After more than two decades of professional competition, former Ultimate Fighting Championship (UFC) middleweight No. 1 contender, Nate Marquardt, has retired from mixed martial arts (MMA).
“The Great” finishes with a record of 35-19-2, which includes stoppages over Tyron Woodley, Rousimar Palhares, and Demian Maia, just to name a few. Marquardt was one fight away from capturing the 185-pound crown, but fell to Anderson Silva at UFC 73 way back in 2007.
“After 22 years as an athlete in the sport of Mixed Martial Arts, I believe God is calling me in another direction,” Marquardt wrote in a public statement. “I want to thank everyone that has supported me throughout my career, including the UFC, Strikeforce and Pancrase. I have many fans that have stuck by me in the ups and the downs and I want you to know that I really appreciate it.”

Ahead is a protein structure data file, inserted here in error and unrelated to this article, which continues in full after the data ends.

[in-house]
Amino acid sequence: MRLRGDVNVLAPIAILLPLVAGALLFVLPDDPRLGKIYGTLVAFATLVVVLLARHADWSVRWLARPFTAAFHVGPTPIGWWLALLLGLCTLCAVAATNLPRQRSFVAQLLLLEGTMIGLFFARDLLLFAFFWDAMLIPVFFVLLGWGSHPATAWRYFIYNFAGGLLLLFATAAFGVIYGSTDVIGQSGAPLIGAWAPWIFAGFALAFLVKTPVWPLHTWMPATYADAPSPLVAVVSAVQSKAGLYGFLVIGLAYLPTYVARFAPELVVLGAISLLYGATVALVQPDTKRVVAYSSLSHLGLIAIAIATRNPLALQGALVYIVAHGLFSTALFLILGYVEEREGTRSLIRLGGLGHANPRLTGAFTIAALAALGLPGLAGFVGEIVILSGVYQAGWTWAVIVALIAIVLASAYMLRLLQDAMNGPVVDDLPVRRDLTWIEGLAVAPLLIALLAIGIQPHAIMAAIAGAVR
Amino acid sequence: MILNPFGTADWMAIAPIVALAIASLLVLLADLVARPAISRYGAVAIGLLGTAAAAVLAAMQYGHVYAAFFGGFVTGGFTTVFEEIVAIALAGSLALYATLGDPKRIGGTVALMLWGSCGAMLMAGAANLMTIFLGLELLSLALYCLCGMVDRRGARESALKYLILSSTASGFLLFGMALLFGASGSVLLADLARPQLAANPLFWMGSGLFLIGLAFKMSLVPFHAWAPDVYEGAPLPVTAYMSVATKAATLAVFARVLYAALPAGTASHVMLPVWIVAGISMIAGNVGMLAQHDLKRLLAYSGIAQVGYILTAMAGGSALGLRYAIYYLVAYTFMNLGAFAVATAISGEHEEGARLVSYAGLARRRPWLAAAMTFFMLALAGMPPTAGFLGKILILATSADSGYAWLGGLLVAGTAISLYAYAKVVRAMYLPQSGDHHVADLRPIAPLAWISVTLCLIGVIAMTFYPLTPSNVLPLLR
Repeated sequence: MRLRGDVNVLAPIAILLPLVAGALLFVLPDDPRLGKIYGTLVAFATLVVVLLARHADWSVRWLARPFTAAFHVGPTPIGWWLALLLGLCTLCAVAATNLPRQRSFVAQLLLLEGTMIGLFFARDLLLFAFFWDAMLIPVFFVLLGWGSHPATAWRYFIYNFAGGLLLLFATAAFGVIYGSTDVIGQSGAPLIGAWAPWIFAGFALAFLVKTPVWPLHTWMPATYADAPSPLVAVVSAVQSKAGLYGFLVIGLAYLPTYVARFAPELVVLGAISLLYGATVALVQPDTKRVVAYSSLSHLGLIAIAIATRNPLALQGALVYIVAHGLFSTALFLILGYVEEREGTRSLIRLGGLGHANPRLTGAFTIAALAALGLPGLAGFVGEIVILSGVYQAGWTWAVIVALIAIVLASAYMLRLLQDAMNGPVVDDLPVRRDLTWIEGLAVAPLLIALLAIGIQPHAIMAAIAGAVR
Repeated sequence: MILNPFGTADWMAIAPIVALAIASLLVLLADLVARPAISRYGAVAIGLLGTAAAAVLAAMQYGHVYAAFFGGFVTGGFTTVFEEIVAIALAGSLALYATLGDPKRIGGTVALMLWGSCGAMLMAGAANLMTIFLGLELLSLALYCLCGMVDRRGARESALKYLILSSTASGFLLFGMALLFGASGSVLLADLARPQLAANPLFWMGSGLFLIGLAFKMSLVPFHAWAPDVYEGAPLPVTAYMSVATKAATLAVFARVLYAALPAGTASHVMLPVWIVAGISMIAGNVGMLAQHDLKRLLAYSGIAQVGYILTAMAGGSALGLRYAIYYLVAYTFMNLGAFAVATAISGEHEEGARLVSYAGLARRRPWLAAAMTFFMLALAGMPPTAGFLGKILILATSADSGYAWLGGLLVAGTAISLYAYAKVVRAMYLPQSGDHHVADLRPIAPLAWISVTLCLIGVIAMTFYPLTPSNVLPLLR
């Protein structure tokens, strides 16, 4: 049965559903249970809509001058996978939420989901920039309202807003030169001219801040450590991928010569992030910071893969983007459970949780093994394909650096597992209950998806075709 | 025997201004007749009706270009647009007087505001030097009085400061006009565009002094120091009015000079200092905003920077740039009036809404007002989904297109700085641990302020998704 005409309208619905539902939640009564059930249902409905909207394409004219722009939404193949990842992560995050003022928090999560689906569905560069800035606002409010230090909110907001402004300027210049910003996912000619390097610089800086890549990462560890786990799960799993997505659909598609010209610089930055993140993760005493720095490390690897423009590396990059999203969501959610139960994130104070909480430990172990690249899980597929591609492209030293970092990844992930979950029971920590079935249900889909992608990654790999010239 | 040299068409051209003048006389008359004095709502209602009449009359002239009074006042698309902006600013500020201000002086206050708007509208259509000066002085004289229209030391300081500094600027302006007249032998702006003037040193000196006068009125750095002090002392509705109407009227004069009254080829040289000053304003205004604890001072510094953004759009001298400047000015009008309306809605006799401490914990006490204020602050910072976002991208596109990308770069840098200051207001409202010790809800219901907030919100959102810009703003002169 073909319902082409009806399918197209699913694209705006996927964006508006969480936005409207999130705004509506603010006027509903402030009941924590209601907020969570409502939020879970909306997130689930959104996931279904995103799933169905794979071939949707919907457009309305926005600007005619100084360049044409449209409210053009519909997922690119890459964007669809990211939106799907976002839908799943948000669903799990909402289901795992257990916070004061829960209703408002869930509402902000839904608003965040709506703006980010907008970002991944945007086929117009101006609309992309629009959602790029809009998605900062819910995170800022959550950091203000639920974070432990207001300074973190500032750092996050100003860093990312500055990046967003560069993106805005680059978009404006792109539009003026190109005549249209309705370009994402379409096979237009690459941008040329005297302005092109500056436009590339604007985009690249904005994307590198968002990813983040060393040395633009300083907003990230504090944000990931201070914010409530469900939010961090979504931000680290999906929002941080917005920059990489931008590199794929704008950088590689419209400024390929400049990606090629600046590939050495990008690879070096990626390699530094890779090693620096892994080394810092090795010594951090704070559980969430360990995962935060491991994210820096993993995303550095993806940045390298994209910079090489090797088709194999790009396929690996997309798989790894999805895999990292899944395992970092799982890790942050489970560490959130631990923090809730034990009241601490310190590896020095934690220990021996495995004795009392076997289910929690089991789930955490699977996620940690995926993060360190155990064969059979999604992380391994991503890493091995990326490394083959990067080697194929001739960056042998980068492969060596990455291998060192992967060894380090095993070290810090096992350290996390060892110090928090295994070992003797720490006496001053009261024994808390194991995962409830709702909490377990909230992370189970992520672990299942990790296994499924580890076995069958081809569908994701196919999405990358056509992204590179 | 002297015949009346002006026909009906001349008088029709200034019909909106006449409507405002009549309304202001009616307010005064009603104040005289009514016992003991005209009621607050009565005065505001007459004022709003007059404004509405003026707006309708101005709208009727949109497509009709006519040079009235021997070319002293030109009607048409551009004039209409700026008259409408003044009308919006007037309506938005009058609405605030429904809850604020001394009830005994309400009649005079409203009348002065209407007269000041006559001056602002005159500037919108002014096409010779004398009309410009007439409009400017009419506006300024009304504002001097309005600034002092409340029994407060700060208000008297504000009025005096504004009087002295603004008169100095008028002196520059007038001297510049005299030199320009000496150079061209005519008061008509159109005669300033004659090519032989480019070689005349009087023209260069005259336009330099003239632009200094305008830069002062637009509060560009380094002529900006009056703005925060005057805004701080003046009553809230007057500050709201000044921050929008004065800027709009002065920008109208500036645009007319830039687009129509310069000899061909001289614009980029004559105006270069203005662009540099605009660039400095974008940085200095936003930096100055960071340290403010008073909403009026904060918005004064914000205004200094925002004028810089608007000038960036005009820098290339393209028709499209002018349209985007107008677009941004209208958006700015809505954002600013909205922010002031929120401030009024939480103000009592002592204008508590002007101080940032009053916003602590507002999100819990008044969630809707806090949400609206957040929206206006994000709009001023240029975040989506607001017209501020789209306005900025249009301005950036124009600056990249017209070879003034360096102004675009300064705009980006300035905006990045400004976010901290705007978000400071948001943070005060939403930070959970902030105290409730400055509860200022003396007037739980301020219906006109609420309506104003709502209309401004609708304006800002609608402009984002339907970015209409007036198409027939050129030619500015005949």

Unfortunately, Marquardt also went through some rough patches both in and out of the cage. He became one of the first big names to get popped in the controversial days of testosterone replacement therapy (TRT).
But that’s water under the bridge at this point.
“I am also happy to say that I will still be involved in MMA on many levels,” he continued.” “I will continue training in all aspects of MMA and I will also continue to run my sports ministry, Resurrection Jiu-Jitsu. I am currently pursuing a degree at Gateway Seminary, and I plan on using my experience in MMA and the UFC on the mission field.”
Marquardt was last seen falling to Cezar Ferreira at UFC Fight Night 120.
In addition to his success inside the Octagon, Marquardt, 38, also held gold for the now-defunct Strikeforce promotion and was also the first middleweight King of Pancrase. In short, he’s had a long and illustrious career.